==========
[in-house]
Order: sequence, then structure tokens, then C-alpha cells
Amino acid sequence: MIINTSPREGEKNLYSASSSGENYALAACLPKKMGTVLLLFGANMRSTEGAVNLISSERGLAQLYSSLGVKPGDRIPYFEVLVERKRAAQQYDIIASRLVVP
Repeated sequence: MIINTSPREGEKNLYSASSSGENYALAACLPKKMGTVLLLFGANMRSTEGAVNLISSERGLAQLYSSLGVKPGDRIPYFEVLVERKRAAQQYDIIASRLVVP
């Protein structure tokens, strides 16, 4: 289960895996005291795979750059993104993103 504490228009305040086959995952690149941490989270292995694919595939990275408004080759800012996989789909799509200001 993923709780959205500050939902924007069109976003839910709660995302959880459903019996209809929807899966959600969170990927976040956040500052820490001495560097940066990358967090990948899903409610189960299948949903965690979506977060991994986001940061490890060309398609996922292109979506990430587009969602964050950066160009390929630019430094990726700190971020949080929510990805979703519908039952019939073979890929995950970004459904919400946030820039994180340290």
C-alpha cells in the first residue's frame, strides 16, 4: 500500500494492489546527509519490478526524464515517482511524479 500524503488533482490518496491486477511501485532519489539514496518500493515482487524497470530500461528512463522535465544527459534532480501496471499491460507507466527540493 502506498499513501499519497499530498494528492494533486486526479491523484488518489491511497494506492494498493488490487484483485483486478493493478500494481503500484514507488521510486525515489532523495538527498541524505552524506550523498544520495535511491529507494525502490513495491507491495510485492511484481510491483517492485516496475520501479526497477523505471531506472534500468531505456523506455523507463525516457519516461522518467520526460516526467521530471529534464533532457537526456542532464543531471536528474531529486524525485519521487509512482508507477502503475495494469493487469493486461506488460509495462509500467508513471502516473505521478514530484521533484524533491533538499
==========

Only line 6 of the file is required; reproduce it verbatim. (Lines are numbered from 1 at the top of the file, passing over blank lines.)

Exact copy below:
C-alpha cells in the first residue's frame, strides 16, 4: 500500500494492489546527509519490478526524464515517482511524479 500524503488533482490518496491486477511501485532519489539514496518500493515482487524497470530500461528512463522535465544527459534532480501496471499491460507507466527540493 502506498499513501499519497499530498494528492494533486486526479491523484488518489491511497494506492494498493488490487484483485483486478493493478500494481503500484514507488521510486525515489532523495538527498541524505552524506550523498544520495535511491529507494525502490513495491507491495510485492511484481510491483517492485516496475520501479526497477523505471531506472534500468531505456523506455523507463525516457519516461522518467520526460516526467521530471529534464533532457537526456542532464543531471536528474531529486524525485519521487509512482508507477502503475495494469493487469493486461506488460509495462509500467508513471502516473505521478514530484521533484524533491533538499